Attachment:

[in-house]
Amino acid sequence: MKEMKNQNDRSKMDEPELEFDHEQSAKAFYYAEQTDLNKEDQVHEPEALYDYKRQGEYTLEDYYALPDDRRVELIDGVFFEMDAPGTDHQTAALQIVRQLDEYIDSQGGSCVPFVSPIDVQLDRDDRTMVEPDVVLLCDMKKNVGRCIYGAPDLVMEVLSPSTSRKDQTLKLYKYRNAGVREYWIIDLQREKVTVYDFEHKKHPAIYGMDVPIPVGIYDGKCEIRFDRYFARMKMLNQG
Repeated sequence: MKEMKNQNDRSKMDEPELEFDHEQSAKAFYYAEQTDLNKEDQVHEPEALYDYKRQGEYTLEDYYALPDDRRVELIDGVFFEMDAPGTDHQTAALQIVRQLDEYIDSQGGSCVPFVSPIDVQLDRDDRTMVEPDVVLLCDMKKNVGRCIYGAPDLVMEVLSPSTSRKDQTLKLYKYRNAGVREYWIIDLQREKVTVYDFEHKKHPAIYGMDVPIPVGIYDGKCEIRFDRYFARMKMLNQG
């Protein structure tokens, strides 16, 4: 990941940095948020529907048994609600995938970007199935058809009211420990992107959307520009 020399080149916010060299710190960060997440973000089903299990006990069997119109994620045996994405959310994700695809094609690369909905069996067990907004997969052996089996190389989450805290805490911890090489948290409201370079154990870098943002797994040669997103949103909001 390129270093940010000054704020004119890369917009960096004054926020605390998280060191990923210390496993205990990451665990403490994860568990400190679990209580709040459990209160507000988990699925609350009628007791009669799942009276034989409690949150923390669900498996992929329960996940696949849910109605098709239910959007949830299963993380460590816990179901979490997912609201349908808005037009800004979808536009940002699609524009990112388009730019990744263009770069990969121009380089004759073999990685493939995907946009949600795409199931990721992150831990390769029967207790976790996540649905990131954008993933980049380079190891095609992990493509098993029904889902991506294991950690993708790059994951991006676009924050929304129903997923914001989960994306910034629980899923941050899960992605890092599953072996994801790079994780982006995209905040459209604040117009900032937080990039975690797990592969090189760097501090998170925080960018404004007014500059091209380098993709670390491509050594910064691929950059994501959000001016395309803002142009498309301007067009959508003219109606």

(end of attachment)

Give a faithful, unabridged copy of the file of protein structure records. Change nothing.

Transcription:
[in-house]
Amino acid sequence: MKEMKNQNDRSKMDEPELEFDHEQSAKAFYYAEQTDLNKEDQVHEPEALYDYKRQGEYTLEDYYALPDDRRVELIDGVFFEMDAPGTDHQTAALQIVRQLDEYIDSQGGSCVPFVSPIDVQLDRDDRTMVEPDVVLLCDMKKNVGRCIYGAPDLVMEVLSPSTSRKDQTLKLYKYRNAGVREYWIIDLQREKVTVYDFEHKKHPAIYGMDVPIPVGIYDGKCEIRFDRYFARMKMLNQG
Repeated sequence: MKEMKNQNDRSKMDEPELEFDHEQSAKAFYYAEQTDLNKEDQVHEPEALYDYKRQGEYTLEDYYALPDDRRVELIDGVFFEMDAPGTDHQTAALQIVRQLDEYIDSQGGSCVPFVSPIDVQLDRDDRTMVEPDVVLLCDMKKNVGRCIYGAPDLVMEVLSPSTSRKDQTLKLYKYRNAGVREYWIIDLQREKVTVYDFEHKKHPAIYGMDVPIPVGIYDGKCEIRFDRYFARMKMLNQG
């Protein structure tokens, strides 16, 4: 990941940095948020529907048994609600995938970007199935058809009211420990992107959307520009 020399080149916010060299710190960060997440973000089903299990006990069997119109994620045996994405959310994700695809094609690369909905069996067990907004997969052996089996190389989450805290805490911890090489948290409201370079154990870098943002797994040669997103949103909001 390129270093940010000054704020004119890369917009960096004054926020605390998280060191990923210390496993205990990451665990403490994860568990400190679990209580709040459990209160507000988990699925609350009628007791009669799942009276034989409690949150923390669900498996992929329960996940696949849910109605098709239910959007949830299963993380460590816990179901979490997912609201349908808005037009800004979808536009940002699609524009990112388009730019990744263009770069990969121009380089004759073999990685493939995907946009949600795409199931990721992150831990390769029967207790976790996540649905990131954008993933980049380079190891095609992990493509098993029904889902991506294991950690993708790059994951991006676009924050929304129903997923914001989960994306910034629980899923941050899960992605890092599953072996994801790079994780982006995209905040459209604040117009900032937080990039975690797990592969090189760097501090998170925080960018404004007014500059091209380098993709670390491509050594910064691929950059994501959000001016395309803002142009498309301007067009959508003219109606």